One thing I did learn, though: I’ll be much more careful in how I make similar decisions in the future, and I will strive for greater personal integrity and honesty, knowing that God isn’t the only one watching me.

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The Book of Life

The Book of Life

Halloween had all the markings of a disaster in our town this year: snow was falling and the wind was gusting up to 45 mph.

Our family looked out the window and decided to throw in the towel. Oscar is getting too old for trick-or-treating, anyway, and Simon and Lucy are too temperate to risk pneumonia for some Tootsie Rolls and Sweet-n-Sours. We did want to mark the holiday with a fun family outing, so we decided to go to a movie, and allowed the kids to pick out their own theater candy. We saw the new animated feature, The Book of Life.

There are moments in family life when a plan goes terribly, terribly wrong—that happens often, and is good fodder for blog posts for us. But occasionally, there are also moments when everything clicks to produce a beautiful experience. Thanks to this film, our alternative Halloween was one of these beautiful experiences.

The story for the movie has to do with the Latino tradition of the Day of the Dead (el Día de los Muertos), which draws upon the feasts of All Saints and All Souls in the Church to celebrate the communion of saints. The plot line has characters entering the afterlife in pursuit of love, encountering deceased family members, and confronting evil. It was a funny, exciting, and beautiful film.

Most of all, though, it was a thoroughly Christian film, even though the only overtly religious figures—a priest and some nuns—served as only background characters. The characters moved through a Christian world in the presentation of death and the afterlife. Finding deceased loved ones in the “land of the remembered” was the ultimate fiesta, for example, and this communion of love beyond death colored everything—it freed the main character to live fully and authentically and fearlessly.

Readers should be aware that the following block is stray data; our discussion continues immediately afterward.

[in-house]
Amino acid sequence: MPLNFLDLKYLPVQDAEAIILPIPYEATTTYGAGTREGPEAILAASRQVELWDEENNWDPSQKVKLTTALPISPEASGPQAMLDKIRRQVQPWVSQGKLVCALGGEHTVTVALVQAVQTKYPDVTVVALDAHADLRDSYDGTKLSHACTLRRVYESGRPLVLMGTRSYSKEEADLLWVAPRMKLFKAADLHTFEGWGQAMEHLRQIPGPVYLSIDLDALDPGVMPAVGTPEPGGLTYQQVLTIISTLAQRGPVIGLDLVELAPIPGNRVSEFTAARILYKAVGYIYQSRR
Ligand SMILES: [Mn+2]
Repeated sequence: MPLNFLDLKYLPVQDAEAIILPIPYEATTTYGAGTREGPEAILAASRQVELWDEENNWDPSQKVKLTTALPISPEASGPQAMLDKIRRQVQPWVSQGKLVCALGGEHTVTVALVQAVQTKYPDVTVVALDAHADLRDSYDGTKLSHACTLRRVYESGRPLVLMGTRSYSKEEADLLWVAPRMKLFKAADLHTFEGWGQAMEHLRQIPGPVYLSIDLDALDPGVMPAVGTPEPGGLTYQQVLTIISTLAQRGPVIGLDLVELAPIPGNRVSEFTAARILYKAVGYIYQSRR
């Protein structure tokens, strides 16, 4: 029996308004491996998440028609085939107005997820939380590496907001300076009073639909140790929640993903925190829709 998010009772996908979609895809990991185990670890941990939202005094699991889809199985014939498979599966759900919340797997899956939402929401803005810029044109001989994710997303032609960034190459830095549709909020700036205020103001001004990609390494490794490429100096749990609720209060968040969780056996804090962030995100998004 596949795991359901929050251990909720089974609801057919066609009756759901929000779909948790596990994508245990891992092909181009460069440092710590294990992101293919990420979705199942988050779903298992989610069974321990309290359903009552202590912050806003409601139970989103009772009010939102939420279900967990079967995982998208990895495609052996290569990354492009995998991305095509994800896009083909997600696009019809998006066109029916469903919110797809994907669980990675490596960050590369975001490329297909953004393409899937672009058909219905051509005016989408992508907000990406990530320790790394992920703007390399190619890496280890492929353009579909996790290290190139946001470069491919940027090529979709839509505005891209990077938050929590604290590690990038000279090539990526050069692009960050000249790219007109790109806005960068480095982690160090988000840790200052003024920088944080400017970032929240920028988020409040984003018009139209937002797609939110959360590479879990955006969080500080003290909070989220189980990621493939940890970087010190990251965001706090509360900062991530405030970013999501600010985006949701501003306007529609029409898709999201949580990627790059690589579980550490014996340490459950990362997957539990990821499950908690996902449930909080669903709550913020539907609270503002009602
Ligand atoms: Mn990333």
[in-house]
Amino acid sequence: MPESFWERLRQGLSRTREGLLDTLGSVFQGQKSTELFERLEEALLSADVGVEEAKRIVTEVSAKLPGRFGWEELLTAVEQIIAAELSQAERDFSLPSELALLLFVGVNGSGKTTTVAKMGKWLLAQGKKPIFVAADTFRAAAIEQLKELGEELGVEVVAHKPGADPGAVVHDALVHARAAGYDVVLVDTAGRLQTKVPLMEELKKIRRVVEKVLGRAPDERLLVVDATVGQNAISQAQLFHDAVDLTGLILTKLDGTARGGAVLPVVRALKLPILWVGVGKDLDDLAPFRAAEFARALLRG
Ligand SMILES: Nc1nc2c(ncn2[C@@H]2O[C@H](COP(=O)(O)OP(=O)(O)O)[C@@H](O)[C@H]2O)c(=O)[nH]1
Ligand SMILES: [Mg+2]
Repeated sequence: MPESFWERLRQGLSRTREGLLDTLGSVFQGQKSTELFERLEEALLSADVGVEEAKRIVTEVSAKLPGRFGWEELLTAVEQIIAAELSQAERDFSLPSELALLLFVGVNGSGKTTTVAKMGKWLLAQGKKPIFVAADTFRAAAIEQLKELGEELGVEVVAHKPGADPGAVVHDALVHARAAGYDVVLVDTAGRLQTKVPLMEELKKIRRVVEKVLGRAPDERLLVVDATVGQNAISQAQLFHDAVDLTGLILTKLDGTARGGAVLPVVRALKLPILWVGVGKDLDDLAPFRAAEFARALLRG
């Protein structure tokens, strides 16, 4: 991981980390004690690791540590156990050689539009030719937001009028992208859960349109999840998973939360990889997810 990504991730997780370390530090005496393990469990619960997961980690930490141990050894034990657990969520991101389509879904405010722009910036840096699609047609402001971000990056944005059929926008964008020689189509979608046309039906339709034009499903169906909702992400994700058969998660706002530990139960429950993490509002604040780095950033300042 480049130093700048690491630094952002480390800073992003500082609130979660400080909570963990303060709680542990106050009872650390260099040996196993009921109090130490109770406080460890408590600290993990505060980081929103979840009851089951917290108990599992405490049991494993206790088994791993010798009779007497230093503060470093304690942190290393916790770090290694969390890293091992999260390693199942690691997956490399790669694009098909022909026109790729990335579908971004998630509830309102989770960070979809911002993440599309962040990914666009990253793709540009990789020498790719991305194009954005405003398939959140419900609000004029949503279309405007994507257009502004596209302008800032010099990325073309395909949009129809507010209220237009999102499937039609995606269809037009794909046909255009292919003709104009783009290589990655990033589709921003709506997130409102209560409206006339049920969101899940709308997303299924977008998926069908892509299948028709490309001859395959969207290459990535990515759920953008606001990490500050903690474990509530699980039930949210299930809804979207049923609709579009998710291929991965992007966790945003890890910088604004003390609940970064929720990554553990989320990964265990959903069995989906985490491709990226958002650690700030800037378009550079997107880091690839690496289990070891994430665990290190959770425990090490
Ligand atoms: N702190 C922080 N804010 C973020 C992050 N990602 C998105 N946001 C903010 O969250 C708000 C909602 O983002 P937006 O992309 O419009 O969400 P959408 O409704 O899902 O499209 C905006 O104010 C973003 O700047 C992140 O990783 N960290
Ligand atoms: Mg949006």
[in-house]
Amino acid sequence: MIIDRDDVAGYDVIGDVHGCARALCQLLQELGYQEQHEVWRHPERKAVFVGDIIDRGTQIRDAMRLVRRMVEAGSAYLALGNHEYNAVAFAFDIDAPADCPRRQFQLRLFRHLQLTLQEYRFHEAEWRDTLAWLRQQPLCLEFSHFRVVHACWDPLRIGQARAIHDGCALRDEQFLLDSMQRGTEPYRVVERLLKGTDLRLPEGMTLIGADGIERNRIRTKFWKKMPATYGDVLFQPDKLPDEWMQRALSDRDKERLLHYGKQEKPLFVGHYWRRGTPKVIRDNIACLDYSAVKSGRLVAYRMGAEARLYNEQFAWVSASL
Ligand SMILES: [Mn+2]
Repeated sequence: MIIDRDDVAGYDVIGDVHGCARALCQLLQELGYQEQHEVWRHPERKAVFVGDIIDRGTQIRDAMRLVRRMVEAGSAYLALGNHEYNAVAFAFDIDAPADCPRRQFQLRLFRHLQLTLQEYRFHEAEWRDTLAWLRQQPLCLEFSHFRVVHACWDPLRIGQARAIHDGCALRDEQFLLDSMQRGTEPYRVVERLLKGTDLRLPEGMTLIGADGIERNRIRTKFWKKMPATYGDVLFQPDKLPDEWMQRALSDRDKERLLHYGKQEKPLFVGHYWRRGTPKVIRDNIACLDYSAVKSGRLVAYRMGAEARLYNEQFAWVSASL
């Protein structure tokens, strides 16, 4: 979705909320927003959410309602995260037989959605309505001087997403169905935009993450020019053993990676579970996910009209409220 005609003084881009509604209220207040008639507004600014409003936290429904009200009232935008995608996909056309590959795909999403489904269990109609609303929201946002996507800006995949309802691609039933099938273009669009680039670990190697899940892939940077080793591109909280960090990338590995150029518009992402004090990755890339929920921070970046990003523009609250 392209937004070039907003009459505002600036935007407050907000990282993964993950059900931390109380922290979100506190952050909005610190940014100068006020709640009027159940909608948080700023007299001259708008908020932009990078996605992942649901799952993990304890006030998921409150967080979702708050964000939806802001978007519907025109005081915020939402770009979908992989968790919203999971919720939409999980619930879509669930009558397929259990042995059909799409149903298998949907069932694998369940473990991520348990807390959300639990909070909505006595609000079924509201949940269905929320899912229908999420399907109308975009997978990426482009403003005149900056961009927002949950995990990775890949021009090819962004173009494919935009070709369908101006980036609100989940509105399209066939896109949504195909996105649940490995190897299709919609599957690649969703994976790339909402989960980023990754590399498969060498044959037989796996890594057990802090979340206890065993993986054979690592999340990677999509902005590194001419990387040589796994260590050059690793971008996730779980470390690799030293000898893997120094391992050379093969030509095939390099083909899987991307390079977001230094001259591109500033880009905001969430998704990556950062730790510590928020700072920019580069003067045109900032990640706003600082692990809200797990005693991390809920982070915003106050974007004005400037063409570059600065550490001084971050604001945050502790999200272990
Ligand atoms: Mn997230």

We all came out of the film uplifted, and the experience utterly recast the feast of All Hallow’s Eve for us. Halloween has its origin as the vigil for the great feast of All Saints (“all hallowed” refers to “all the holy ones”), so I was very grateful to avoid all the zombies and superheroes wandering the streets in search of free candy, and instead consider death through the lens of faith and love.

After the movie, we used the opportunity to call to mind those in our own family who are in the “land of the remembered.” We had the kids recall the grandparents they have known who have passed, and Stacey and I spoke about the grandparents who we remember, but who died before the kids could get to know them. We even recalled two special lives in our own family who were lost to miscarriage—it was a nice moment for the children to call to mind their siblings who are still a part of our family, even though we cannot see them with us now.

November is a good time to turn our minds to the end of things. The natural world is passing away before us in preparation for winter—trees are diminishing before our very eyes and even the daylight is dying slowly. Soon it will be time to recall the source of our hope and to prepare, through Advent, for his coming into our lives. But for now, we remember the faithful departed, and draw courage from our communion with them and the continuity of life beyond death.